How do you see the relationship between music and the location it's performed at? What are special characteristics of your concert space, would you say?
In improvised music, the venue is almost as important as the audience in terms of shaping the sound and the music, not just logistically but aesthetically. Good musicians always listen to the room they’re in and adapt accordingly. Since we don’t have a single concert space, and instead operate all over our city (and for the first time this year, in other cities in Mexico like Queretaro), we have the liberty – and challenge – of choosing the most appropriate venue for each specific project, whether that means a formal theater/museum setting for a chamber improv show, a sleazy warehouse for a noise show, a metal venue full of black-shirt weirdos like us for frantic free jazz shows, a small gallery room for a quiet Wandelweiser-esque set, an unexpected choice of venue in order to surprise people and defy their expectations, etc.
How would you define what differentiates a successful live performance from a poor one? What can artists do from your point of view to improve their live act?
For the first question, my answer is a sense of electricity being created, a set of questions being raised (either answered or not), a tingly feeling in the gut, or the sense of having listened to something that would not have been the same had you not been in that exact place at that exact time. And for the second question, this may sound old fashioned once again, but to me the only proper way for artists to improve their live act is to play and sound better, whether that means listening to more music than ever and expanding their horizons, or ceasing to listen to other people’s music and focus on their own ideas, or composing more, or improvising more, or mastering their instrument for once, or discarding their old instrument and finding/building a new one from scratch, or upgrading their gear/PA/backline, or instead playing acoustic… I am personally very doubtful about the possibilities of success of interdisciplinary collaborations with improvised music, so that’s not something we have fostered in my festival or concert series. There are other platforms or series focused on interdisciplinary works that would be more appropriate for that.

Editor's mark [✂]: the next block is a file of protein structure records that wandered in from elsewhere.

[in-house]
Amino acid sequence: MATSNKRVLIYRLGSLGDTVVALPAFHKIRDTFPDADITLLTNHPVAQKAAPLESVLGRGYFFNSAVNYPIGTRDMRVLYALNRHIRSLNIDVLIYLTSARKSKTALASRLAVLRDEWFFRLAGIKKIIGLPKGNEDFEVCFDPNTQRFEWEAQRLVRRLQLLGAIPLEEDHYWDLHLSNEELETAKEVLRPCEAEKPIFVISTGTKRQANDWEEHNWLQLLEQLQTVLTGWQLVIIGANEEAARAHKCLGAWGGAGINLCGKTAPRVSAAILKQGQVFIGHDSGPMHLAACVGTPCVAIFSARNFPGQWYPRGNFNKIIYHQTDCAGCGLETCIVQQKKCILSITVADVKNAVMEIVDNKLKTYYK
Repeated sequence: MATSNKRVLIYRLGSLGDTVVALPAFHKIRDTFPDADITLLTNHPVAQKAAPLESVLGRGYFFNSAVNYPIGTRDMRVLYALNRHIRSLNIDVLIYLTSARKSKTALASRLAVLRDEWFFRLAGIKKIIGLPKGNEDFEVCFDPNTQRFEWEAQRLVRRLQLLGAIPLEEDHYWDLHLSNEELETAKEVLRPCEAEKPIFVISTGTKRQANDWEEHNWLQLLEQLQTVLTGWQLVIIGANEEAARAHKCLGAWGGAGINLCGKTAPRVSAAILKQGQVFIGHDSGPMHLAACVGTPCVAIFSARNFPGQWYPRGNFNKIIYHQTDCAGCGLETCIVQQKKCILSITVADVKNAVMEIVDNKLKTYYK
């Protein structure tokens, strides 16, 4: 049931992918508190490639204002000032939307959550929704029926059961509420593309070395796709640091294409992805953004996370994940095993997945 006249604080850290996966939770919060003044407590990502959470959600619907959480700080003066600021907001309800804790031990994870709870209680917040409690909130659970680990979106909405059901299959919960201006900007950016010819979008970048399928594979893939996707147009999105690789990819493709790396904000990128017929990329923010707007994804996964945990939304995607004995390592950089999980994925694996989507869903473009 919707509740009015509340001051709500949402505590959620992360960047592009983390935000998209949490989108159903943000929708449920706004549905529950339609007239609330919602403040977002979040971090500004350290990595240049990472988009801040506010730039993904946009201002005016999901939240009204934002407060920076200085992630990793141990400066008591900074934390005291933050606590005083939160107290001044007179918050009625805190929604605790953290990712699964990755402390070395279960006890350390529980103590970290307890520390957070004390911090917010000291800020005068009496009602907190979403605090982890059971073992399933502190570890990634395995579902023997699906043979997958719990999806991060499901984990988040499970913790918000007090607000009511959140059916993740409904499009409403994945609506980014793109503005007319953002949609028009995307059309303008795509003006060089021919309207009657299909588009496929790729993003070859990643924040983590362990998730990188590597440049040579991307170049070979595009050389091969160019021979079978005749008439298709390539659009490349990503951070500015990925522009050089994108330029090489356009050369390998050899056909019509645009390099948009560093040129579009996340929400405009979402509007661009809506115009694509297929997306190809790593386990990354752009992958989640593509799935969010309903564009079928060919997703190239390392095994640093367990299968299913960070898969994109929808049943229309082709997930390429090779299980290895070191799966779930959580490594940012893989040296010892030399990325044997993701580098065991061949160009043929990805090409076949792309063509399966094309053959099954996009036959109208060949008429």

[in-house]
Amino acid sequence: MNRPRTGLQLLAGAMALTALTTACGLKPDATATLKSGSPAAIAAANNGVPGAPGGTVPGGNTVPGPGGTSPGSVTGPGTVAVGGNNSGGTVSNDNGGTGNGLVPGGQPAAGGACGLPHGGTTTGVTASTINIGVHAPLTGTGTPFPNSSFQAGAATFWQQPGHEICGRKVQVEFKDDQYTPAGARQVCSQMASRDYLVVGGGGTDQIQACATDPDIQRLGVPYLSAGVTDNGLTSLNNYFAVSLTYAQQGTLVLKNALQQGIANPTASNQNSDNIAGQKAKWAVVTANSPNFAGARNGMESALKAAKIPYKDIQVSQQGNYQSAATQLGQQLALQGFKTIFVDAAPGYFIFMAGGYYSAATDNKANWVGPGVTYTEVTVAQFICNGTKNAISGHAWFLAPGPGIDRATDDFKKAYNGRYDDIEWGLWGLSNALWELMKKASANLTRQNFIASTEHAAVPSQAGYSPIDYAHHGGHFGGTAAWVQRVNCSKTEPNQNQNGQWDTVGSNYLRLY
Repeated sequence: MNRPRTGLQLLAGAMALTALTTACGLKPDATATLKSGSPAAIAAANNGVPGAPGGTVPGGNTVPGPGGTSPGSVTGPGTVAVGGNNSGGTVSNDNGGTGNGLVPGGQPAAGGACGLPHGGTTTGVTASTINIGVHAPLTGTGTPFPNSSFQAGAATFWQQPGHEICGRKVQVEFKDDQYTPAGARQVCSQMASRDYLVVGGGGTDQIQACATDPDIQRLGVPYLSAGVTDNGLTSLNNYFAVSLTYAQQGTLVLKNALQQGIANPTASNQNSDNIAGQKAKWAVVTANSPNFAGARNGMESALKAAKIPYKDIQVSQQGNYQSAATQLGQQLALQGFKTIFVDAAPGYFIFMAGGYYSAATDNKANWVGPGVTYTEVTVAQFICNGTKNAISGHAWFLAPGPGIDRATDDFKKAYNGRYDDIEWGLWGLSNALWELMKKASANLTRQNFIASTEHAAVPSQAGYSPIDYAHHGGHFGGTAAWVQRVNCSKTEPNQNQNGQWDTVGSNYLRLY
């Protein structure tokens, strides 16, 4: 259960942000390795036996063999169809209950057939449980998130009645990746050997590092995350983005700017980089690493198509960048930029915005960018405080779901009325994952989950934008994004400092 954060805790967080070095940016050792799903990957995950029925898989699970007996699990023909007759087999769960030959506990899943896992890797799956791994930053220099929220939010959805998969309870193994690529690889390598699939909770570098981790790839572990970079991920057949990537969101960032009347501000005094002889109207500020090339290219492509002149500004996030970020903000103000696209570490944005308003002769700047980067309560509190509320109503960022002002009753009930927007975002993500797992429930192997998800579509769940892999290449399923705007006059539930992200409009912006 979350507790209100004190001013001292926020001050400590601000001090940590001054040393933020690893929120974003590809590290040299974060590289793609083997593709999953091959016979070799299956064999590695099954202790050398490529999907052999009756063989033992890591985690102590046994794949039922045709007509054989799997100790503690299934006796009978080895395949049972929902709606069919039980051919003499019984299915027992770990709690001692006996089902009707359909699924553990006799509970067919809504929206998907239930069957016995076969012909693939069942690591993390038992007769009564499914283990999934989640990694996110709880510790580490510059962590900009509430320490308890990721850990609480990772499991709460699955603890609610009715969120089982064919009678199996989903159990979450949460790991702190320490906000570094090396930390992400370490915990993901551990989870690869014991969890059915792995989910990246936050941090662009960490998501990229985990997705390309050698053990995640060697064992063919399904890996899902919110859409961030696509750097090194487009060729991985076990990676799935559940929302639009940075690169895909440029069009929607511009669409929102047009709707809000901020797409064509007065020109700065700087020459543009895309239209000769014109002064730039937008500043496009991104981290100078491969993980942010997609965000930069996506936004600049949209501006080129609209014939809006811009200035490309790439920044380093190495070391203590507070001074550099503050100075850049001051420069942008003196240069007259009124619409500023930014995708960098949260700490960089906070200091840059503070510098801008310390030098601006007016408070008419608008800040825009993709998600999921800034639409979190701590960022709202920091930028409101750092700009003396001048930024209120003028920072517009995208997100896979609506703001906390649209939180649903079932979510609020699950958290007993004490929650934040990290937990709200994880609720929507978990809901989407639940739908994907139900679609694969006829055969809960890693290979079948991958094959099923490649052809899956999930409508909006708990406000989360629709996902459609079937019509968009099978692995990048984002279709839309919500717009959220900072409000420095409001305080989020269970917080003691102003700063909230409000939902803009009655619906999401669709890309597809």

Live performances are often considered as one-way forms of communication. In which way, however, can an audience actively contribute to them as well?
It’s hard for me to think of any genre where the audience has a bigger active role than in improvised music. Whether it’s people closing their eyes to listen more deeply, or banging their heads as if they were in a heavy metal concert, or getting up from their seats and dancing/raising their fists, or shouting exclamations of support during the exciting parts, or even clapping after a raucous solo, or maintaining a respectful silence in the quiet parts instead of quickly assuming that the set is over and starting to clap, the audience feeds the musicians, who in turn may increase their energy level or their focus in order to better shape the music. In general, whenever an audience listens well, I find that the music is better and flows with more grace.